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How broadband can do away with textbooks: Post op-ed

Speed, access and price have been the issues most debated about the National Broadband Plan presented by the Federal Communications Commission. But as important is what you actually do with high-speed Internet connections. One important area is education reform and leading authors of the broadband plan, Blair Levin and J. Erik Garr, say the nation needs to tackle textbooks first.

Here is their op-ed in The Washington Post on Friday:


By Blair Levin and J. Erik Garr
Friday, July 16, 2010

The Texas State Board of Education voted in May to adopt a controversial set of guidelines for social studies and history textbooks. Countless hours of debate and indignation -- and countless words in newspapers and on blogs -- were dedicated to such questions as whether Texas schools should teach about the Contract With America and John Calvin.

These issues are important to get right. But the debate misses a more important question: Why are we still using ink-on-paper textbooks, when digital technology offers a much better way?

Today, Johnny opens his math textbook and reads a chapter. He understands parts of it, but not all. He does the 10-question homework on paper and hands it in. Later, he gets the homework back and sees that he answered seven questions correctly.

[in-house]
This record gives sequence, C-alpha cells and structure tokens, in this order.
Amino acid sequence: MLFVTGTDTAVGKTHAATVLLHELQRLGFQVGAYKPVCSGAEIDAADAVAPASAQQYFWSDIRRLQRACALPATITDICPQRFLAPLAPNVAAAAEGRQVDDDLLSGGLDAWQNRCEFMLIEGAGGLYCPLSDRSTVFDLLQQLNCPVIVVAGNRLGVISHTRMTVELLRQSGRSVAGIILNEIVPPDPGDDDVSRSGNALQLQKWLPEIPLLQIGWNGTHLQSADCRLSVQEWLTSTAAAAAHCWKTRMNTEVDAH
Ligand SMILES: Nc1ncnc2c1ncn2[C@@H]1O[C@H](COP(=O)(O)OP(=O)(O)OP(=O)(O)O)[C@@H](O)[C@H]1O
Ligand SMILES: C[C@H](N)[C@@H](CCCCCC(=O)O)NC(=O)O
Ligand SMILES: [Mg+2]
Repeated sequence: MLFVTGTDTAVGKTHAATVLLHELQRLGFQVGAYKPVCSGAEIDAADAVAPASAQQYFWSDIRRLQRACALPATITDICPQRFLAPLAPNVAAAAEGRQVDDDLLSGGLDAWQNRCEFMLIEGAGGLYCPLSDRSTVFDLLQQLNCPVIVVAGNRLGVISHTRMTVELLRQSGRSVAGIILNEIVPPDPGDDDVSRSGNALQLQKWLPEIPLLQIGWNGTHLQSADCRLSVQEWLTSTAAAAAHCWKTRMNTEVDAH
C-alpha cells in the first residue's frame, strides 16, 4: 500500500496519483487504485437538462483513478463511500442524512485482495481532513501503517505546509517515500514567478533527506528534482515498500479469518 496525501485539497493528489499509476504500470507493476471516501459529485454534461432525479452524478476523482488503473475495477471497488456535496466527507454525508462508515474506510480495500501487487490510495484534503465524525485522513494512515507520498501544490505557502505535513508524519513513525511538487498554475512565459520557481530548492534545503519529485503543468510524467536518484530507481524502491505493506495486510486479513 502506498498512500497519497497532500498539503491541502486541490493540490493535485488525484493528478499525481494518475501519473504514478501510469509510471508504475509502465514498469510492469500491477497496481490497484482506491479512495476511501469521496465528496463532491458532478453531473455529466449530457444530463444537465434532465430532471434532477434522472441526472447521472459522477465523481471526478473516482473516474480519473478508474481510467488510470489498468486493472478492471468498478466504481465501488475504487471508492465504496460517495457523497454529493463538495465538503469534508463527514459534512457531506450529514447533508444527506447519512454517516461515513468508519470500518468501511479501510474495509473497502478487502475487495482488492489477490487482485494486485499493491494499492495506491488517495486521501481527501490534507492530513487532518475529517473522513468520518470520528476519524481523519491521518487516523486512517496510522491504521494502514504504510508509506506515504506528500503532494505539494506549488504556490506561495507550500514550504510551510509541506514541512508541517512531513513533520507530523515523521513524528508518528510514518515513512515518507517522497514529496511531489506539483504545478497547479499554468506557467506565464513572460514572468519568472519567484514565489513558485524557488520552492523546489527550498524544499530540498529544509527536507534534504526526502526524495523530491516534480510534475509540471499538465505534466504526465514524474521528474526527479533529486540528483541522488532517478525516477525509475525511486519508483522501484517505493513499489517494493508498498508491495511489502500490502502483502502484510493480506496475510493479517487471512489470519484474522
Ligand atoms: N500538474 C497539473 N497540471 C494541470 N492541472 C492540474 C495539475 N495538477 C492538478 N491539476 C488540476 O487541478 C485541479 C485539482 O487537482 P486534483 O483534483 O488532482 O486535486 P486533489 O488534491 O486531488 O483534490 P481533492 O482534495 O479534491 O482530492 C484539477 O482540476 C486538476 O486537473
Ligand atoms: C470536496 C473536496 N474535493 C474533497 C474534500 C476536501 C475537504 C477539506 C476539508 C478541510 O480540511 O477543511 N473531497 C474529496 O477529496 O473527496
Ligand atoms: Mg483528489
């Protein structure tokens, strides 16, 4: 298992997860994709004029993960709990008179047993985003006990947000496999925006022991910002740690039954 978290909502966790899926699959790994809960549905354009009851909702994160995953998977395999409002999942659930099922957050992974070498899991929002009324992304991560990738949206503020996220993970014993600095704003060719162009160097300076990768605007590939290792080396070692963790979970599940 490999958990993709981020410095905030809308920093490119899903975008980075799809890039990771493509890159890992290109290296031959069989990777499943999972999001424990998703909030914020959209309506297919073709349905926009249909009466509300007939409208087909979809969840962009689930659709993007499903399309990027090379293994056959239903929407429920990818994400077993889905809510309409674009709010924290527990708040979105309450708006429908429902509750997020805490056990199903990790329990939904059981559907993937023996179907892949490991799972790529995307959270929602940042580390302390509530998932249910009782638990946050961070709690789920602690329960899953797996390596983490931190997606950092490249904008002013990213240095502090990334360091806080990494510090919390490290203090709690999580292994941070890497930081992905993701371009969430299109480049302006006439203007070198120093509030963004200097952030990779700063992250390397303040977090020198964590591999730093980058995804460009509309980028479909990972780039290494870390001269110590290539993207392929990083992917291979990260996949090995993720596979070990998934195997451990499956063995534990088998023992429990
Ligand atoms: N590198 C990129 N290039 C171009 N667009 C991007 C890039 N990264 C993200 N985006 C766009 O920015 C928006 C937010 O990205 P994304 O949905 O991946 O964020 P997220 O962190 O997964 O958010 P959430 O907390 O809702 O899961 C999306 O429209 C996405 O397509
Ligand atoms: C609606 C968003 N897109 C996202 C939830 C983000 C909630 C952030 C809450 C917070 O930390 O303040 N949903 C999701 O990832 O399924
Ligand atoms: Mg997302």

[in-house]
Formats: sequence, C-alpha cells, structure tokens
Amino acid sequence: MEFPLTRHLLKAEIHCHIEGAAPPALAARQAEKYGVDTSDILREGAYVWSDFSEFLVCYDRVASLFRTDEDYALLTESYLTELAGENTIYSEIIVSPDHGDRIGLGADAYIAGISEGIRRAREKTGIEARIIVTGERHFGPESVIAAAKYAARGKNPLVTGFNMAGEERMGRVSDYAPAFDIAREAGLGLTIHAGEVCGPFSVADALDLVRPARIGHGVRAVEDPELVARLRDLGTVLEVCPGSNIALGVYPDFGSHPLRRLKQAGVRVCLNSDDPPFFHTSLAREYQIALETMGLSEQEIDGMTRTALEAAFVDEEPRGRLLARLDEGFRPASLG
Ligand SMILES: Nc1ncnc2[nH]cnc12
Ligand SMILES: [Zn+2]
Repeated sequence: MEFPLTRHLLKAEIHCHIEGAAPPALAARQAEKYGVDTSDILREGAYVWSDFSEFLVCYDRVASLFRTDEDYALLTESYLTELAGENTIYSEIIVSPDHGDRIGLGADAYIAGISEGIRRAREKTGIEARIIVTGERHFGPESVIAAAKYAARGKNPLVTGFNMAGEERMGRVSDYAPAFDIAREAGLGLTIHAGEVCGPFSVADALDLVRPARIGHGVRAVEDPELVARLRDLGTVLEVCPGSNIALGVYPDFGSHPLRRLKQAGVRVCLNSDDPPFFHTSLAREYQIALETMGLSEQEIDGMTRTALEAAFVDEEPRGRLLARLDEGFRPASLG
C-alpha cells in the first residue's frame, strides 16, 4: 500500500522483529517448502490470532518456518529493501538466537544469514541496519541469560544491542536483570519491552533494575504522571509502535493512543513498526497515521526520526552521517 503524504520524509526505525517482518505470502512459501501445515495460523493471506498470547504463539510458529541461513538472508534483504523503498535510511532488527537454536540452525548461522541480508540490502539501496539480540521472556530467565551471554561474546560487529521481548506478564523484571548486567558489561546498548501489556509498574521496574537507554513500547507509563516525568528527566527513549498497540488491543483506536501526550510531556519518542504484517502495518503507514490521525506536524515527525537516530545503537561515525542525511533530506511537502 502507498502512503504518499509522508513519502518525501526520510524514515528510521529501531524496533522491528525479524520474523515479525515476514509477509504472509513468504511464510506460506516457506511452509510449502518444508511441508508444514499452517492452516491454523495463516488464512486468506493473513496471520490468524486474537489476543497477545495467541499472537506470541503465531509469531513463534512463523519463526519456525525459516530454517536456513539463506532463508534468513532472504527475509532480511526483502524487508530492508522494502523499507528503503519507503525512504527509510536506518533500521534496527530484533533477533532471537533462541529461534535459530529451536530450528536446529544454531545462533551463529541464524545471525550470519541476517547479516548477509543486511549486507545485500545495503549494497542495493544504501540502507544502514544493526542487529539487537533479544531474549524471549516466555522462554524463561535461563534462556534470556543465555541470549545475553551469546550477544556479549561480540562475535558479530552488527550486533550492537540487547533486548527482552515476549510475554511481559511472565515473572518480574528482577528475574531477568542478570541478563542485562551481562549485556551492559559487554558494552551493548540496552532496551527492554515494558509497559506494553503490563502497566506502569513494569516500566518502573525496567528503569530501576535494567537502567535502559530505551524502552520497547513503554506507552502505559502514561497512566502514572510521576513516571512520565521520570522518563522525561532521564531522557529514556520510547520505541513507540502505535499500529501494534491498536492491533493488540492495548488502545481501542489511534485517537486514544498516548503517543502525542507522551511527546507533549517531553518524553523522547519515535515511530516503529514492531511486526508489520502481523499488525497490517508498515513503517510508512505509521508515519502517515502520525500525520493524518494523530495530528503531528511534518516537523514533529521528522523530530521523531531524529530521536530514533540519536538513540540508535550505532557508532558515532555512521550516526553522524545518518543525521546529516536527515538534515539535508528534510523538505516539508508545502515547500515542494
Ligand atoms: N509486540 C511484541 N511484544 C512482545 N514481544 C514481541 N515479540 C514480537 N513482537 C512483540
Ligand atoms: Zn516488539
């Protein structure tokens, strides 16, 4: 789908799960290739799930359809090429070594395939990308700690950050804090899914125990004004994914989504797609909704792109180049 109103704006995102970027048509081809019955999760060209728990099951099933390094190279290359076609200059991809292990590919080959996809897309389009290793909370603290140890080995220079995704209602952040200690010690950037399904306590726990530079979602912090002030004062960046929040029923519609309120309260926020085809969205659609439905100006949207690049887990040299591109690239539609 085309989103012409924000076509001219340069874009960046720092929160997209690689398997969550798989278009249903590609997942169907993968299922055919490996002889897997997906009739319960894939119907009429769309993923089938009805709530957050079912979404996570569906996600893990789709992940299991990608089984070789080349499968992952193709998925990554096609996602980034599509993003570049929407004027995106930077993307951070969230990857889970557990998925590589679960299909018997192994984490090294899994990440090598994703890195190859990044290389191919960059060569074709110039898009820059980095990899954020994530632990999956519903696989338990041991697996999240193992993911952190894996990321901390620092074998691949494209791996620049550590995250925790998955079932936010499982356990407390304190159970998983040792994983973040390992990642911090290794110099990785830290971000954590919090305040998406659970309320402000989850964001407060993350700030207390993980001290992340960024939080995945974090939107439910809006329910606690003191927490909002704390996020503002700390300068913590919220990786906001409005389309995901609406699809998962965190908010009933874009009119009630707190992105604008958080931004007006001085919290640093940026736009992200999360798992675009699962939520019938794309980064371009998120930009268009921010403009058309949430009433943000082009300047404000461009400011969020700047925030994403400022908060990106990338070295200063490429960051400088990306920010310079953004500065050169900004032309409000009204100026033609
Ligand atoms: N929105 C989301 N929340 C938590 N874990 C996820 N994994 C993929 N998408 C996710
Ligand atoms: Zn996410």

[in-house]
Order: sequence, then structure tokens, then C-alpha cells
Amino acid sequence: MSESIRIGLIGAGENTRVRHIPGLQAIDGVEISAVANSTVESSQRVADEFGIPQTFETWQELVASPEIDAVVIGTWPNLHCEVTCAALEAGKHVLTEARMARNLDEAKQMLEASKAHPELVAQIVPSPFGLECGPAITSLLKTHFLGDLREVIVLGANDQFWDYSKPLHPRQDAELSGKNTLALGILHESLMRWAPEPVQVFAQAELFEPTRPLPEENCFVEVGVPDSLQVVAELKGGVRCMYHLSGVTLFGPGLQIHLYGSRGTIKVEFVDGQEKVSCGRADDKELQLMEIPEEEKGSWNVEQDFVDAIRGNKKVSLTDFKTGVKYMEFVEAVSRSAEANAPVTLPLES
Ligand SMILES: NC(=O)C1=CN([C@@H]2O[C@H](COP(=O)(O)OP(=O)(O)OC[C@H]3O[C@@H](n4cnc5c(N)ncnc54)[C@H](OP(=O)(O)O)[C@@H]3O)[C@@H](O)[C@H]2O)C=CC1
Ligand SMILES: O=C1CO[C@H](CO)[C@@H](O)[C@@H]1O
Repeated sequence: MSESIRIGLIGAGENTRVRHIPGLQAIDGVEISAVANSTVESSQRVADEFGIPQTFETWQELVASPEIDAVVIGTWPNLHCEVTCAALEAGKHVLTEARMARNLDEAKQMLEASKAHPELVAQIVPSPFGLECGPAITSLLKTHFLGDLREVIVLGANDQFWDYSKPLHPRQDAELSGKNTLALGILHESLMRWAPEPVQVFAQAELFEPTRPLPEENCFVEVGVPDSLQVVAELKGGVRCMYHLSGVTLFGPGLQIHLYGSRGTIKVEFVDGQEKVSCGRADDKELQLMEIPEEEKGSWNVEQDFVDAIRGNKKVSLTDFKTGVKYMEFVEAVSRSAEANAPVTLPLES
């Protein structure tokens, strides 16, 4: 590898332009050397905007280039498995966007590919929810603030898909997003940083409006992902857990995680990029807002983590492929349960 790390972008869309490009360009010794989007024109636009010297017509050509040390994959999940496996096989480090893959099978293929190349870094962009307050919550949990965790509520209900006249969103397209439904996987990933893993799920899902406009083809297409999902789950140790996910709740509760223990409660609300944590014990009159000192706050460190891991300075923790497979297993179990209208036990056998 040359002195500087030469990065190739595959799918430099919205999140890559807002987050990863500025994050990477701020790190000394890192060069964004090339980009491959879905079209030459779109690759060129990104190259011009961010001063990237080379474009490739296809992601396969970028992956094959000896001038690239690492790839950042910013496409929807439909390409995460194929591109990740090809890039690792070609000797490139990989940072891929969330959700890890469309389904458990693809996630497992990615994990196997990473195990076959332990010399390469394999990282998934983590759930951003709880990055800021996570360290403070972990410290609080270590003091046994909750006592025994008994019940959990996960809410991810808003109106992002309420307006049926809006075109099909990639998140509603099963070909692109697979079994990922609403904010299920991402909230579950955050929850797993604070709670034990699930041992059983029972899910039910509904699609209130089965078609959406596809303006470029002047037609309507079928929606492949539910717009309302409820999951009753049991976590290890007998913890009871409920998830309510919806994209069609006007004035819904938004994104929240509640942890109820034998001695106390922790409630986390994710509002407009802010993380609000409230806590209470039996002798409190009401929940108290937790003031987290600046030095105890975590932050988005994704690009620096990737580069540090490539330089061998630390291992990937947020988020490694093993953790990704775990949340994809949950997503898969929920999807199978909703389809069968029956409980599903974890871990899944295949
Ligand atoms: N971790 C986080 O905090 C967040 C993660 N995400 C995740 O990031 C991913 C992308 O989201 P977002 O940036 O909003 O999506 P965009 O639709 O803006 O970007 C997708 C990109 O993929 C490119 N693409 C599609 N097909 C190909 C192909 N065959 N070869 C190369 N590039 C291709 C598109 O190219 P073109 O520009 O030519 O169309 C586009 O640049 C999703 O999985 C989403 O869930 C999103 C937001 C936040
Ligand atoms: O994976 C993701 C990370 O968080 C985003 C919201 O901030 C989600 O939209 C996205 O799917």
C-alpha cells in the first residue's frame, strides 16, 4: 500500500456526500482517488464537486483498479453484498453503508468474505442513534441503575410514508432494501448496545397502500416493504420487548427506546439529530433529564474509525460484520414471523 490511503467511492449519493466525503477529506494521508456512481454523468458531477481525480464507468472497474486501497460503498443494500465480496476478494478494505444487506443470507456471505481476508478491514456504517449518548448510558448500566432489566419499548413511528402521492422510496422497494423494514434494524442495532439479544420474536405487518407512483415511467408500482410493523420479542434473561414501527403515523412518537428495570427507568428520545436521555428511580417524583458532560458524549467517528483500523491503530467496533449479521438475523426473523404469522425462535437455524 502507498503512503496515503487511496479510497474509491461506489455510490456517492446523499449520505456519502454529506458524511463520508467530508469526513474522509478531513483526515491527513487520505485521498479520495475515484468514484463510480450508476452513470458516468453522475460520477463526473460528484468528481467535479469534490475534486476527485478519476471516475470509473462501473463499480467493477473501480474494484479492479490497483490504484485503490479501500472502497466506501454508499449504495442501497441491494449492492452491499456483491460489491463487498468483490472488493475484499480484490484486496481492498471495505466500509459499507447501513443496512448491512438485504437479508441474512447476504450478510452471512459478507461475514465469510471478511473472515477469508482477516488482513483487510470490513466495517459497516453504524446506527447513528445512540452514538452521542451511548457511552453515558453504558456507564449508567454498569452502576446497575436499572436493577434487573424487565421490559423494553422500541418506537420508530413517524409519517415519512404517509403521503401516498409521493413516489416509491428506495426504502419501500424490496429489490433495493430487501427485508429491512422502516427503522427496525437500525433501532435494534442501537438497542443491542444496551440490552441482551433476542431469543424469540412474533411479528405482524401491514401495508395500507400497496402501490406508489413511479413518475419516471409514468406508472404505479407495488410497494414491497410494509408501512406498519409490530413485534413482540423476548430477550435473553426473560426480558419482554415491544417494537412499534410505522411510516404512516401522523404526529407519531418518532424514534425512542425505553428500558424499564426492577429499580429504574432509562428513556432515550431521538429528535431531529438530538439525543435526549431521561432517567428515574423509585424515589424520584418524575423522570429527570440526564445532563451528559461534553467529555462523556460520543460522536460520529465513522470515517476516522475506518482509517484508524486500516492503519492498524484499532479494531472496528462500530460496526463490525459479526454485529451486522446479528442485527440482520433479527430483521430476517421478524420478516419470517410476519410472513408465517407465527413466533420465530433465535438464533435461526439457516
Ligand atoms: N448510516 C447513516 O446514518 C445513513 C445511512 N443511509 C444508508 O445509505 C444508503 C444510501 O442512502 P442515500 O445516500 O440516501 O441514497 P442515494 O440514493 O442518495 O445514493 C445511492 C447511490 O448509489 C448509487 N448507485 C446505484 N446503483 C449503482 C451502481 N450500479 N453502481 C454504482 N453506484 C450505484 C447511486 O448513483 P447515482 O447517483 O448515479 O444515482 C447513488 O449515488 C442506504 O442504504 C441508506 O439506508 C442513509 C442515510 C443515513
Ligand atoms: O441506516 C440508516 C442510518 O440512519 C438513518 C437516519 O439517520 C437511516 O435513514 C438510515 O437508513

Envision this: Johnny pulls up a math chapter on his e-reader. When he doesn't understand something, he clicks a link and watches a video of a great teacher presenting the concept, perhaps using a cool simulation. If Johnny still doesn't understand, he can chat online with a tutor familiar with the material. When Johnny does his homework on his e-reader, he immediately learns what he got wrong and sees an explanation based on his particular mistake. Johnny's parents receive a text or e-mail saying that he finished his math homework. The teacher receives a report that evening outlining what the class found straightforward and which problems puzzled students, along with suggestions on how to address the inadequacies. The school board receives data that lead to constant improvement in the effectiveness of course material.

Read here for the full article.

By Cecilia Kang  |  July 16, 2010; 10:00 AM ET
 
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Comments


This sounds like an idea to replace teachers, doesn't it?

Posted by: helloisanyoneoutthere | July 17, 2010 10:39 PM | Report abuse

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